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Is The U.S. Prepared For Its Own Disasters?

The opinions expressed by columnists are their own and do not necessarily represent the views of Townhall.com.

As the agony of Japan continues to unfold in real time before our eyes, two thoughts for the day.

First, in addition to the BBC and the Wall Street Journal, check in at Team Rubicon's website throughout the day. This is a unique organization, made up of veterans of the American military, medical specialists and experienced first responders, which has deployed teams in recent years to Haiti, Pakistan, Burma, and Sudan, but only does so when the nation's own relief infrastructure is overwhelmed. If Team Rubicon sends one or more teams to Japan, it will be a very effective recipient of any donations you want to make.

Second, governments exist to provide for defense against enemies, secure domestic tranquility, and respond to overwhelming disasters such as this one. "Mission creep" of government not only drains treasuries and diminishes private sector vitality, it detracts from these central missions so that when war or disaster strikes, there are far fewer resources left in the national bank with which to absorb the blow. Keeping government focused and effective means preserving the ability to respond when it is absolutely necessary to have the government take the lead.

The various public policy debates that have been absorbing the attention of American political elites --the Wisconsin battle over whether public employee unions can bargain over the size of their pensions, the effort by California Governor Jerry Brown to push tax hikes in California, the obvious corruption and deeply corrosive effects of left-wing elitism at NPR-- these are all interesting stories but they pale in comparison to the devastation in Japan.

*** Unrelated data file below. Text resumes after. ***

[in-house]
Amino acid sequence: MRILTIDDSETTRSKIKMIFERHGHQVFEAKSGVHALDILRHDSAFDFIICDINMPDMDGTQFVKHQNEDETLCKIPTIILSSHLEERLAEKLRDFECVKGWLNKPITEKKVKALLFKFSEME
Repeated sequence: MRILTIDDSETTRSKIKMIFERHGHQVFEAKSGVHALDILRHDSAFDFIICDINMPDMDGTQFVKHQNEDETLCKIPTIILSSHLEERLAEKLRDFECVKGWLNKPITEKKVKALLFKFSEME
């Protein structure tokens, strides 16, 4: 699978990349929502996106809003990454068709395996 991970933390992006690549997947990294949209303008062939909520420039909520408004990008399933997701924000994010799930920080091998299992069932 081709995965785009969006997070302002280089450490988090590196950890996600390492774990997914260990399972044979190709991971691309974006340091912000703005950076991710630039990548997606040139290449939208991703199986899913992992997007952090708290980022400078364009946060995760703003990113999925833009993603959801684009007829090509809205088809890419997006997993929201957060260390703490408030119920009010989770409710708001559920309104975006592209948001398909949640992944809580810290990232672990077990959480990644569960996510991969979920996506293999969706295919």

The immensity of the disasters like the Haiti earthquake of 2010, the earthquake in China in May of 2008, the Pakistan earthquake of October 2005 and the earthquake and tsunami in the Indian Ocean in December 2004 are all reminders of the inevitability of an enormous natural disaster in the U.S., one of potentially much greater fury than even Katrina's fury in 2005.

We have no financial reserve for such an inevitability. California, among the likeliest of locations for the blow, is effectively bankrupt with little capacity for shared sacrifice or any sort of rebuilding effort of the sort that would be required if the luck that has held off the "Big One" runs out in the next decade.

This is a sobering reality, but one that Congress and state legislatures cannot avoid. They have consumed not just the reserve supplies but the seed corn. They have to stop now and begin again to plan for the shocks that great nations must deal with.

If the United States Congress cannot deal with a debt crisis, how in the world could it possibly be expected to cope with the sort of emergency that would follow the sort of natural disaster that is all too common an occurrence.

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